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I'm trying to spec a power supply for a class D amplifier IC. I have figured out the maximum RMS current draw by taking the RMS power rating of the amp, increasing that to compensate for efficiency losses, then applying: $$P = I^2R$$ Where \$R\$ is the speaker impedance.

However my power supply needs to be spec'd for the peak current, not the RMS current, right? So, assuming the above approach is correct, how do I get the peak current draw of a class D amp?

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    \$\begingroup\$ I'm not sure what best practice is when it comes to speakers, as their impedance is very strongly frequency-dependent; "8-ohm" or whatever the speaker is specified to is an approximation at best, and not a very good one either. \$\endgroup\$ – Hearth May 5 at 22:22
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Sadly, there is no such simple relationship. Speakers and the amplifier (and the filters) form a resonant system, and that can introduce much higher voltages into the system than supplied by the power supply.

However, it doesn't really matter:

The peak power consumption isn't something that you need to supply, but a design factor that you can choose. It's up to you, within the limits of not damaging your speakers or the switching transistors, to decide how much peak current your amplifier system needs to be able to draw.

For example, you might decide that you want your power supply to deliver enough power for the max RMS power consumption of the amplifier (that's not a "must"! You can built an amplifier that could draw more power than the supply can offer, and then use it at less-than-maximum-volume). That's easy, you just use \$P=U\cdot I\$ and solve for \$I\$, and get a \$U\$ voltage power supply that can at least supply \$I\$ current continously.

Then you decide that at that (undubitably loud) setting, you still want to be able to, for a short term of \$t=0.5\,\text{s}\$, supply more power, say four times as much. So, that'd be a current factor of four. You decide that you need to supply half of that by having half of the appropriate charge (\$I\cdot t = Q\$) in a capacitor, and overdimensioning your power supply by a factor of 2. (just rough numbers; none of this takes efficiency or the exponential discharge curve of a capacitor into account)

In any case, the speaker impedance doesn't come into play here, anyways: your current goes through the switching transistors of your class-D amplifier, so your amplifier manufacturer is in charge of definining a maximum power and/or current, anyway.

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  • \$\begingroup\$ Thanks Marcus. Say I do want my supply to deliver the max rated RMS power. If I simply solve P=UI for the RMS power, will the current figure I get actually be sufficient? Shouldn't I solve P=UI for the peak power, not the RMS power? \$\endgroup\$ – Jeremiah Rose May 6 at 8:46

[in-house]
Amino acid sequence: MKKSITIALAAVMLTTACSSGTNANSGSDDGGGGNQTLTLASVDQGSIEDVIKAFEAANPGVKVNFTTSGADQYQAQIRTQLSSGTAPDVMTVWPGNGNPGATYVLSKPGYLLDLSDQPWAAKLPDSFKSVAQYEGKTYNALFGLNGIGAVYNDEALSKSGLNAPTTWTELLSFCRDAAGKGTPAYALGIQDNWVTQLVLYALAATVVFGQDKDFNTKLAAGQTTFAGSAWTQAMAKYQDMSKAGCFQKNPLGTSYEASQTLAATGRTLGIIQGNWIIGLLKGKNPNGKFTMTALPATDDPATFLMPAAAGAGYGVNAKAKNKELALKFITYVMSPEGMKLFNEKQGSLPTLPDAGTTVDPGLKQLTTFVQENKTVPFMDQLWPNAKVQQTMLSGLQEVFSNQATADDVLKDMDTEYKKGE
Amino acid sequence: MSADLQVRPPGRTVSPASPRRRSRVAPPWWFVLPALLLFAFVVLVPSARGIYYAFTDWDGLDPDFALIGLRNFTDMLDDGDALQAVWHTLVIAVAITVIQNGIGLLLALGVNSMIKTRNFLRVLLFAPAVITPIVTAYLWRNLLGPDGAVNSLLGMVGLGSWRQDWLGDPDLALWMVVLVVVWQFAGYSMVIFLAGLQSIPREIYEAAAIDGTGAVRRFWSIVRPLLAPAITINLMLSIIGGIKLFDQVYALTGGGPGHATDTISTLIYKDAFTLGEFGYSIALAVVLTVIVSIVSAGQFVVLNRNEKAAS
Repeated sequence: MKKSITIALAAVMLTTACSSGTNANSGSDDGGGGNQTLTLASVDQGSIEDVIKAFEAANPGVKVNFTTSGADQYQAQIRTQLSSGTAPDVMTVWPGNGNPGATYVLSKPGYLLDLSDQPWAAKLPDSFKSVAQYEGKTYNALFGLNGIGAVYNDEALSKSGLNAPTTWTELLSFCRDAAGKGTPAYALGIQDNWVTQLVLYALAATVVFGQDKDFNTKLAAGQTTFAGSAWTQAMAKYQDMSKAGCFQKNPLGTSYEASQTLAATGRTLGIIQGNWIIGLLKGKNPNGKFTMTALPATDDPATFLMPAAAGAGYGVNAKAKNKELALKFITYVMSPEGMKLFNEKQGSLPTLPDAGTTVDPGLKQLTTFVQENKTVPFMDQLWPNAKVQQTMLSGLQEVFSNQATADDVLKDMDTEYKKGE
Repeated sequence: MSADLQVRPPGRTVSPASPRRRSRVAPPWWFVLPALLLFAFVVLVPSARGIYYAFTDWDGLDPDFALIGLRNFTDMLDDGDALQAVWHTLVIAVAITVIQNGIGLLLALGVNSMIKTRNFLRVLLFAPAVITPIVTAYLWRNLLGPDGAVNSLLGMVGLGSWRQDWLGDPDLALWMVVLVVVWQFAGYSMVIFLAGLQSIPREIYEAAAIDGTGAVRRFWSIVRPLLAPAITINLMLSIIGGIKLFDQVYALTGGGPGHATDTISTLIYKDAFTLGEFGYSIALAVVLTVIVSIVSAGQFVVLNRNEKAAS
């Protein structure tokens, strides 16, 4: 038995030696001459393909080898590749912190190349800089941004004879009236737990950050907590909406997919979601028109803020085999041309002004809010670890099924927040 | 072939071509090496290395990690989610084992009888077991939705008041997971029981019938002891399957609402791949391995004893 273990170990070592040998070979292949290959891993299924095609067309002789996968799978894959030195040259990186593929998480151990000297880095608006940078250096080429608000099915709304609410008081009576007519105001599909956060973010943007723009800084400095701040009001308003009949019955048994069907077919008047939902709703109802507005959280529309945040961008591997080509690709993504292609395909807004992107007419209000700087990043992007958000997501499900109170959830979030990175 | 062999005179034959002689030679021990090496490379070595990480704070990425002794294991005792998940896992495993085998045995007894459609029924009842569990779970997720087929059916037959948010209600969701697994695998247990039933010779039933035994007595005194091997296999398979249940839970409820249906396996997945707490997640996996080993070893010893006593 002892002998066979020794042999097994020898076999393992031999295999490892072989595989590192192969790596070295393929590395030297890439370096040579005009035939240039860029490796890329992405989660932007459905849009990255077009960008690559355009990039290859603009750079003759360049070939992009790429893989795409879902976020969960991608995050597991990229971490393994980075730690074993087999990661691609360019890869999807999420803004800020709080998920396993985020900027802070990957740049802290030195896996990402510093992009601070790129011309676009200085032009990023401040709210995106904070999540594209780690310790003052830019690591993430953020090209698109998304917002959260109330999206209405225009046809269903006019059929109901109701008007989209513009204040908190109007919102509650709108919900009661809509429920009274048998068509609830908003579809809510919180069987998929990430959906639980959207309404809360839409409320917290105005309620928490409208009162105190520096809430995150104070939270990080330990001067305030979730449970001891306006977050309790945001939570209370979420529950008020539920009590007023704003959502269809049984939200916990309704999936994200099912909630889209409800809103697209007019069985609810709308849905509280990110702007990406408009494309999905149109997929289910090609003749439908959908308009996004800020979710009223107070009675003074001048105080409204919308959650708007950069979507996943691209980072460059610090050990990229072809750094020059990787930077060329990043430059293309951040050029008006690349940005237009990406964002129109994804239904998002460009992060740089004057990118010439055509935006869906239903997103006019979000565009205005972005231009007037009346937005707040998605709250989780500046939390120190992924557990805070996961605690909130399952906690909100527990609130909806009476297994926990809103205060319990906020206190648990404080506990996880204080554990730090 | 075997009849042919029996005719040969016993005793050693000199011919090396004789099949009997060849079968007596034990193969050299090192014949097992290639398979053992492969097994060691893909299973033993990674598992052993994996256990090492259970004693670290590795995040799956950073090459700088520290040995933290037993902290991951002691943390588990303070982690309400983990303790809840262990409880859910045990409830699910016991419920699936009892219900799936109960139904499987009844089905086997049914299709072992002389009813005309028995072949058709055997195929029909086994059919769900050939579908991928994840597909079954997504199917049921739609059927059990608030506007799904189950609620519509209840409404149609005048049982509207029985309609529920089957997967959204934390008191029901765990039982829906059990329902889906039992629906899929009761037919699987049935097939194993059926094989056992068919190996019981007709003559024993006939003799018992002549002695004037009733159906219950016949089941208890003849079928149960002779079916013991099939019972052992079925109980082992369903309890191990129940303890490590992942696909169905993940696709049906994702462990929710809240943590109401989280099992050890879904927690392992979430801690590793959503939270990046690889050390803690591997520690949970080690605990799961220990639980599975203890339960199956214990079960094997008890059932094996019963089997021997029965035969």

• \$\begingroup\$ that's exactly what the second half of my answer is about. \$\endgroup\$ – Marcus Müller May 6 at 11:29
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The peak current from RMS is just 1.414 x RMS, but a Class D Amp is really a Buck-Boost SMPS.

Check out and understand all 3 parts to this series. Then try the Analog Power Design tools. https://www.analog.com/en/technical-articles/switch-mode-power-supply-current-sensing-part-2-where-to-place-the-sense-resistor.html

I believe you biggest current spike will be for the Bass speakers. This will be in CCM mode with high duty cycle. But the inductor current must ramp up and down with PWM to achieve this peak current. So at a minimum I suggest 1.5 x RMS and consider the inductor is rated for 2x RMS current without saturating.

If you plan on using a SMPS to power this class D Amp the impedance and ripple at both frequency rates and use some simulation tools like Falstad to model the DCR,L, ESR C and choose SPDT Switch and choose the Ron resistance to test for resonance or export into the frequency domain applet and examine the frequency attenuation of the LPF filter.

But that’s all I’ll say for now.

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  • \$\begingroup\$ Thanks Sunnyskyguy for this real world advice. So the actual current draw of the amp could be 1.5-2 times higher than the RMS current? \$\endgroup\$ – Jeremiah Rose May 6 at 8:50
  • \$\begingroup\$ No, it is written about amplifier peak output current, NOT the input one. Amplifier input current flows from power supply to amplifier, amplifier output current flows fom amplifier to speakers. \$\endgroup\$ – Volodymyr Kalinyak May 8 at 6:13
  • \$\begingroup\$ Input current can be smaller if voltage is larger than needed at max current with losses estimated. \$\endgroup\$ – Tony Stewart Sunnyskyguy EE75 May 8 at 13:21

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